I would like to point out that StomaTuck does offer an “unconditional, 60-day return policy”, which can be helpful if you’re undecided about whether this product will work for you. You’ll want to check out the StomaTuck website for more details.

Pros

  • Made using high-quality materials.
  • Available in two colors (black and brown).
  • Easy to put on.
  • Doesn’t look like a medical device.
  • LIghtweight.
  • Works with many types of ostomy appliances.
  • Feels quite comfortable (see cons)
  • May offer some protection from impact, but only when the stoma is under the product  (although, I would not recommend it in place of a traditional stoma guard).
  • Helps to maintain flow inside of your ostomy bag when wearing a seatbelt.

Cons

  • Cumbersome when you need to empty your ostomy bag.
  • Uncomfortable to wear while sitting or bending.
  • Causes pancaking with thicker ostomy output (which can get quite uncomfortable).
  • Not very practical while wearing a tucked in shirt.
  • Causes the top of my ostomy bag to protrude forward rather than stay flat.
  • Some people may find it uncomfortable to have their ostomy bag tucked into their pants.

Hard to Recommended

I love the idea of the StomaTuck, and it may work quite well for some people, but I suspect that many will experience the same issues that I did.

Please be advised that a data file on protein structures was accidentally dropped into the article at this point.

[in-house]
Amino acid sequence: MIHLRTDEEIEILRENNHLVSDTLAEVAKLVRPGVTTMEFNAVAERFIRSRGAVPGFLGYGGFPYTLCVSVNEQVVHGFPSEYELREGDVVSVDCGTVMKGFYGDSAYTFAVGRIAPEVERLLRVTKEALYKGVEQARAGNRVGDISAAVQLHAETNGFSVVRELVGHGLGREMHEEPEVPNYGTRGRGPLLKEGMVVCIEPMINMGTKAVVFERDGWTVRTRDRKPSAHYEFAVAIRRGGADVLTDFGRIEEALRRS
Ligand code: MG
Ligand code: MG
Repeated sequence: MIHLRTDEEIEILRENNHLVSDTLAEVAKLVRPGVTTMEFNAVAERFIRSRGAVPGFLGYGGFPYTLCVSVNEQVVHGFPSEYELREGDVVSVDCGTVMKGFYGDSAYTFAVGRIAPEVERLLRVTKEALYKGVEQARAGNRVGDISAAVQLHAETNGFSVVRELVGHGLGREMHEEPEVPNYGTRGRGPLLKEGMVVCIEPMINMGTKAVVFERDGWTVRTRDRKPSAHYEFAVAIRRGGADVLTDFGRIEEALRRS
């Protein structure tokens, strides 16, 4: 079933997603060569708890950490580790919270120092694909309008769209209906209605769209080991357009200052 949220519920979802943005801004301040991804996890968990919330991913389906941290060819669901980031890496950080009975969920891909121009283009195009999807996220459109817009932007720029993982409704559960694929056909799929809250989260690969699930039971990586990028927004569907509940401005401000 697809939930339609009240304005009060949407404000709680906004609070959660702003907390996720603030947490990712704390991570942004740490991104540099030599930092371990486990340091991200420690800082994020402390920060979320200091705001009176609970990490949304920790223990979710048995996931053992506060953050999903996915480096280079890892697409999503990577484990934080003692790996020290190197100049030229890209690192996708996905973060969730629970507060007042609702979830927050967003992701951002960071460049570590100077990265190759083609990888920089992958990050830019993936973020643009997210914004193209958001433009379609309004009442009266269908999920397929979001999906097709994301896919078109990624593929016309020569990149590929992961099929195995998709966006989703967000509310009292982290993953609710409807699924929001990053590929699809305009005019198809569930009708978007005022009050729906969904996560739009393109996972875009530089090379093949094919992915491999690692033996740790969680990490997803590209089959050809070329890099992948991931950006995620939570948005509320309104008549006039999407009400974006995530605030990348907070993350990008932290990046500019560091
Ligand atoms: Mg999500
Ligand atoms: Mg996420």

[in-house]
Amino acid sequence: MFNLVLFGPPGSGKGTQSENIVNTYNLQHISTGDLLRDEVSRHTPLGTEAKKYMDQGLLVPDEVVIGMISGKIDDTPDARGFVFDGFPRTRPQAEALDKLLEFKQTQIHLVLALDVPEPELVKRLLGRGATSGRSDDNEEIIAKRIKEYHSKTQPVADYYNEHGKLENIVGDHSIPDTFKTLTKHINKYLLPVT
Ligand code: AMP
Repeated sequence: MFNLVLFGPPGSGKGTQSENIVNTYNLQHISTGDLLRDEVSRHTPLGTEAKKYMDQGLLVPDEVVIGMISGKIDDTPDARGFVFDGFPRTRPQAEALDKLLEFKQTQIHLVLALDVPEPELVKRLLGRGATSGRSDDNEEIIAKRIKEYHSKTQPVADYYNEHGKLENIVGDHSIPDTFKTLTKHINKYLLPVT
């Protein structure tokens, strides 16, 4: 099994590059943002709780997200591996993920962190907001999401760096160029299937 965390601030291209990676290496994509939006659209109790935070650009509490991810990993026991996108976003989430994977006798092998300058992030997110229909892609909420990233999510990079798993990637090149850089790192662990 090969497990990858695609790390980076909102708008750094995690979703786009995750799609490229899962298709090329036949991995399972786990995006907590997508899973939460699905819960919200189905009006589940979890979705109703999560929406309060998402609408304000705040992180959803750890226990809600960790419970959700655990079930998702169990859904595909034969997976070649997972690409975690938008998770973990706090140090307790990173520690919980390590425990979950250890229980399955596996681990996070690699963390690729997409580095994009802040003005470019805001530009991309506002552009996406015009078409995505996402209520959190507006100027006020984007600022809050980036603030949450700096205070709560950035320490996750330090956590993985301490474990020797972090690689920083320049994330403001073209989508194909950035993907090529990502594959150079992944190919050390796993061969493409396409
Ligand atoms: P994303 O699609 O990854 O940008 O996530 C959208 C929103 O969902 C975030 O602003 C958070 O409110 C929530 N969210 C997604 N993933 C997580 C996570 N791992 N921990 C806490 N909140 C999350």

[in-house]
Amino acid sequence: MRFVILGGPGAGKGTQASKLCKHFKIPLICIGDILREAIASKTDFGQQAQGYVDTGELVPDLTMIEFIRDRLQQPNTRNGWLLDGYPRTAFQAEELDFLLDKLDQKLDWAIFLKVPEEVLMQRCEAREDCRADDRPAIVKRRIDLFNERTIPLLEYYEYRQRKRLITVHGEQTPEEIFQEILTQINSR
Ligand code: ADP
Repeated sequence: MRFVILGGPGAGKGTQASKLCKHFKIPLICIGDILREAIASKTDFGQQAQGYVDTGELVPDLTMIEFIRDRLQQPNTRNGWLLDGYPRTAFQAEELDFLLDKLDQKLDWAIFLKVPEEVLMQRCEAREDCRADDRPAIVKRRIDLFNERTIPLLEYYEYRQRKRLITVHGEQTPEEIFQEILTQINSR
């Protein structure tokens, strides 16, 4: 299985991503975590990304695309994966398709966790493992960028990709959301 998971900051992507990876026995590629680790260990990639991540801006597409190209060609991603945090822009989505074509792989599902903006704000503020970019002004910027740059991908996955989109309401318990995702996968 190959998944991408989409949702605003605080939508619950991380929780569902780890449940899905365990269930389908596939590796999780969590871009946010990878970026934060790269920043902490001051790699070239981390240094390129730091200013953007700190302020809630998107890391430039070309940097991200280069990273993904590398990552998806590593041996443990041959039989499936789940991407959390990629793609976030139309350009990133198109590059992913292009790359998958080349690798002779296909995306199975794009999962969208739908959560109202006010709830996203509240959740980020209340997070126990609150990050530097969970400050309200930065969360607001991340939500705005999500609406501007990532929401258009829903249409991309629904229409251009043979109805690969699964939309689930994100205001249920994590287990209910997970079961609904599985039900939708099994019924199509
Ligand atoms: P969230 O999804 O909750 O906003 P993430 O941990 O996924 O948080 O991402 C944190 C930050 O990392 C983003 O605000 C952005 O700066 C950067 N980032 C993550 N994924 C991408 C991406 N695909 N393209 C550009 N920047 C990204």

If you have a flat stomach, stand all day, and have loose output, then it may function as intended.

But the pancaking issues it created for me were distracting and uncomfortable, and I can only presume that other ostomates with thicker output will experience the same.

Lastly, the haphazard way in which I have to “tuck” in a shirt leaves a lot to be desired from a product with the name “tuck” in it.

If you’re still looking for a way that allows you to tuck your shirt into your pants, consider using a traditional stoma guard or even try wearing your bag sideways!

For more information, please visit StomaTuck’s website at: https://www.stomatuck.com/

Question: Have you used this accessory? Share your experience below.

Share
Share
Pin
Tweet
Email
Print

5
Leave a Reply

avatar
newest oldest
danbh
Member

Looks to me like Stoma tuck is for those with Ileostomy, where the output is fluid mostly. For those with Colostomy I think it would hold all output at the top of the bag, and that can bring trouble. I have a large stoma, and the output is mostly in large chunks (I call those bricks), that I can feel when they drop to the bottom of the bag. For me that would not work (from what I seen in your video Eric), in fact I have yet to find a way to conceal this large tennis ball coming out of my abdoman. So far any thing I tried created a problem with output being stuck on top, or having the pancake effect.

john68
Member

Well the first thing I will say “fair play to who ever thought of it” I see problems with it and I see a lot of benefits. A lot is going to depend where the stoma is, for me to wear my pants below the stoma is way to low. I can get away with finding pants that are just a little higher. one question did It cause any trouble rubbing with the bottom of the wafer? Their are folk its going to do a great job for and here that ain,t no bad thing. the price is not bad either as some of these devices can be expensive.